(14)

Therefore the corrected expansion velocity at the present time is given by

(15)

Also the present time value of the expansion acceleration, according to Equations (13) and (14), is given by

(16)

Substitutions for from Equation (9), for the corrected velocity from Equation (15), and for from Equation (16) back into Equation (8) yields

(17)

Solving the above relation for Λ yields

(18)

Therefore the cosmological density parameter can be represented by

(19)

Now substitution for Λ from Equation (18) back into Equation (7) yields the Friedmann acceleration equation as

(20)

In the next section, assuming a flat universe expanding under the constant pressure, we present an exact closed form solution for the above equation. Before getting to the next section, we will evaluate the value of the cosmological density parameter. The pressure, , in Equation (19) has been given by [5] the following relation

(21)

where

(22)

and

(23)

Assuming a flat universe, i.e., , substitutions of the above values into Equation (19) yield the cosmological density parameter as

(24)

This value of the energy density parameter is essentially identical to the value estimated in 2014 by the Plank Collaboration [4] , based on data from “Plank + WP + high L + BAO”. This remarkable agreement provides further evidence supporting the description of the pressure as given by Equation (21).

3. The New Analytical Solution for the Friedmann Equations

Already there exist two analytical solutions for the Friedmann equations. One is for the case of a flat universe containing only matter, , where the analytical solution is, and the other is for the case of a flat universe containing matter and lambda [2] [3] . The analytical solution for the second case is given as

(25)

where, is the scale factor and. The new analytical solution considers a flat universe containing all the ingredients including matter, energy, radiation, etc. Considering Equation (20), it is seen that as the time flows from the initiation of expansion to the present time, , the coefficient of the curvature term, k, reduces. Thus as time flows, the universe tends toward becoming flatter. Therefore, according to Equation (20), by the present time, , the universe has become completely flat. Assuming a flat universe eliminates the effects of curvature and simplifies the Friedmann acceleration equation to the following form

(26)

Assuming the pressure to be constant implies that in the above equation the term. Since represents the contribution of the cosmological constant, being zero is consistent with the vacuum

pressure being equal to the negative of the vacuum density as discussed by Carroll [6] . Thus the Friedmann acceleration equation is further simplified to the following form:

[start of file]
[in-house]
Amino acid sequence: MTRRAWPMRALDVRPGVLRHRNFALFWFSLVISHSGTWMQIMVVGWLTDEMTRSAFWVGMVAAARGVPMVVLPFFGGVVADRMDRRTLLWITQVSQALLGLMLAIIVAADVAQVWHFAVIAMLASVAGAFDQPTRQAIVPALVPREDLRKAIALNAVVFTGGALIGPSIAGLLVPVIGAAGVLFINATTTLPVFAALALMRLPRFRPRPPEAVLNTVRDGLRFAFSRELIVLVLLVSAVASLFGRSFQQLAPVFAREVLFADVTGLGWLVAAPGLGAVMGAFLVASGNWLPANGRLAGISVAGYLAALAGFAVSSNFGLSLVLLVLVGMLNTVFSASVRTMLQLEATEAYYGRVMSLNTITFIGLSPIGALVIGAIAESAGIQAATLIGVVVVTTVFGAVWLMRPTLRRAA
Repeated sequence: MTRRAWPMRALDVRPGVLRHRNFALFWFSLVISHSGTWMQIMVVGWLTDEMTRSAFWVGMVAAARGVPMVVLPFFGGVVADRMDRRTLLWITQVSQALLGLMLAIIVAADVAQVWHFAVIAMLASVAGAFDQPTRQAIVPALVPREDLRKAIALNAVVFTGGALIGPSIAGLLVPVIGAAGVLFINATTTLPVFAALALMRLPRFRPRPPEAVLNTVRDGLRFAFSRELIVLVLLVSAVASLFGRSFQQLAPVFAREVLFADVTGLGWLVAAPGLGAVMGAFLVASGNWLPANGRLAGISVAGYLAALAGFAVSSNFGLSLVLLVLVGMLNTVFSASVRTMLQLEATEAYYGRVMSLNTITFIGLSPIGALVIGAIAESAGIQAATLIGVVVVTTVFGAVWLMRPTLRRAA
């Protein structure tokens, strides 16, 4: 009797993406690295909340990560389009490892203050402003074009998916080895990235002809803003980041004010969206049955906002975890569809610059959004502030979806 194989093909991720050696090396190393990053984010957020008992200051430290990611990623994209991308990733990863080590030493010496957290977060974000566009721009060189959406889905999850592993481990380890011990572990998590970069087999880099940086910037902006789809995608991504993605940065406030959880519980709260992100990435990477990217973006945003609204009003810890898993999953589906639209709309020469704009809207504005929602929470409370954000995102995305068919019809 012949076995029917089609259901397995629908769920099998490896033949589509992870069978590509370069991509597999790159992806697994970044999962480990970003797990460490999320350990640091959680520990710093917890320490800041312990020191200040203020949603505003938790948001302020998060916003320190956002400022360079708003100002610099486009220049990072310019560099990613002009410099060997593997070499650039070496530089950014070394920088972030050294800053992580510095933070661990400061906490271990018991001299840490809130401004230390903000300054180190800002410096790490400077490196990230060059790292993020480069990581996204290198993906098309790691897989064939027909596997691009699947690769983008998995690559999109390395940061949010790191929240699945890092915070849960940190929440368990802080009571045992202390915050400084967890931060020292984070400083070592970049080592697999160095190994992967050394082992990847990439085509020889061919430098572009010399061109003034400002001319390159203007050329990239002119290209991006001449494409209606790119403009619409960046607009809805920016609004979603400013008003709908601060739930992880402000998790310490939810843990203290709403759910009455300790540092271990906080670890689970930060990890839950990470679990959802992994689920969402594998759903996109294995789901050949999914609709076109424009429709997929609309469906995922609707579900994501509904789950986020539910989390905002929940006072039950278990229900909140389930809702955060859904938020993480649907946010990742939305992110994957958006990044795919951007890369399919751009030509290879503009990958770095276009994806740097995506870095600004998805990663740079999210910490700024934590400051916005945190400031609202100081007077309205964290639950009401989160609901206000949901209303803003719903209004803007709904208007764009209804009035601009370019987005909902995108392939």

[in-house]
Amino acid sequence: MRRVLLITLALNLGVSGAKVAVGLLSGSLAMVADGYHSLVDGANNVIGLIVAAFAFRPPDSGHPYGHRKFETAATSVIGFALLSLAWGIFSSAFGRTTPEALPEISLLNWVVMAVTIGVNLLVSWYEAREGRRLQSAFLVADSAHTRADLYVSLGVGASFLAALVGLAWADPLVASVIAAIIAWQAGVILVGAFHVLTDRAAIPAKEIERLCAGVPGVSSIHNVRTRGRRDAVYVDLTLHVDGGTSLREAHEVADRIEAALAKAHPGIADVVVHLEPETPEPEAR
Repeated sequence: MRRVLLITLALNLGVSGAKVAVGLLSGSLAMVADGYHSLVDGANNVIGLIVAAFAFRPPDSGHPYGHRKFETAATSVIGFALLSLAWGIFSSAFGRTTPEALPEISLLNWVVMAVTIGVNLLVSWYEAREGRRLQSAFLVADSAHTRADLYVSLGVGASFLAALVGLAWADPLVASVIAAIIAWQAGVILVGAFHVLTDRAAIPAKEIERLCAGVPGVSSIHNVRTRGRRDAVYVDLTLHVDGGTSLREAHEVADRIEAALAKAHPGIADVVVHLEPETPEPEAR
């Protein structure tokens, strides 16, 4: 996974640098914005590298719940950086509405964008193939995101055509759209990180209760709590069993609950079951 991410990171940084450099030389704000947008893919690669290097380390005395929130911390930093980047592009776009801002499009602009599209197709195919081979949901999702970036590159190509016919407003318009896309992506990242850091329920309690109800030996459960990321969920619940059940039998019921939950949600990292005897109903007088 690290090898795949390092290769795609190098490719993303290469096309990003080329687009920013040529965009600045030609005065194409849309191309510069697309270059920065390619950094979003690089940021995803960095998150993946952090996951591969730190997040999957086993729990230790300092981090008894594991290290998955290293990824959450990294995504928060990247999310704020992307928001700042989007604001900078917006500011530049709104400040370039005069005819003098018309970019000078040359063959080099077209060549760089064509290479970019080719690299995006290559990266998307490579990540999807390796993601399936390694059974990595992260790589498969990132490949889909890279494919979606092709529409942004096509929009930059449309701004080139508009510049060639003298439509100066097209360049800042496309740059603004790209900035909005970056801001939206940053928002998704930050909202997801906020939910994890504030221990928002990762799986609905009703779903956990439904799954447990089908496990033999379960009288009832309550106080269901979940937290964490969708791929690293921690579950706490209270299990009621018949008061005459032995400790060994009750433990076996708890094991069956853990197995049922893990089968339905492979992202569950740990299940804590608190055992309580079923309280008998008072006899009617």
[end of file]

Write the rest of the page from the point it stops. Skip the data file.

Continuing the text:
(27)

It is clear that the above equation satisfies the present time boundary conditions as given in Equations (9), (15) and (16). To non-dimensionalize the above equation, let and. Substitutions in the above equation yield

(28)

where now dot denotes differentiation with respect to, and represents the scale factor. The present time boundary conditions on the above equation, as derived from Equations (9) and (15), are and. The exact solution of the above nonlinear differential equation with the specified boundary conditions is

(29)

The beauty of the above analytical solution is the fact that it does not involve the fractional components forming the mix of the universe. Using the Mathematica code [7] , a plot of the scale factor as given by the above equation together with its first and second derivatives is presented in Figure 1.

As seen from the above figure, at the present time, , the scale factor, , and its rates of change are, , and. Based on observational data [8] - [10] , it has been concluded that the expansion initially decelerates but then continues to grow with an accelerating rate.

Considering Equation (18), it is clear that in Equation (20), the pressure represents the contribution of the cosmological constant. It is this pressure, , that cancels the constant pressure, P, allowing the Friedmann acceleration equation to be simplified to the form given by Equation (28).

In the following subsections the analytical solution given by Equation (29) is compared with the analytical solution for a universe containing only matter and lambda as given by Equation (25). It is also compared with other models based on ΛCDM parameterizations.

4. Comparison of Analytical Solutions

In order to compare the analytical solution given by Equation (29) with the one given by Equation (25), we need to first decide on the value of for substitution in Equation (25). We will use the analytically predicted value as given by Equation (24), i.e.,. The value of the constant C in Equation (25) is calculated by equating the present time value of the scale factor to unity. In this way, the value of C is determined to be. A plot of scale factors from Equations (25) and (29) is presented in Figure 2.

Figure 1. Evolution of the scale factor.

Figure 2. Evolution of the scale factor with time.

The time in Figure 2 represents the present time. For the new analytical solution, shown as a solid line in this figure, the zero time of the scale factor occurs at the time. Equation (29) describes the evolution of the scale factor for a flat universe including all its ingredients. The scale factor calculated from Equation (25), shown as a dashed line, is for a universe composed of matter and Λ only. Its zero time occurs at. The difference between these two analytical solutions is due to the fact that one of them includes all the ingredients of the universe and the other one considers a universe composed of a specified mix of only two ingredients, matter and Λ.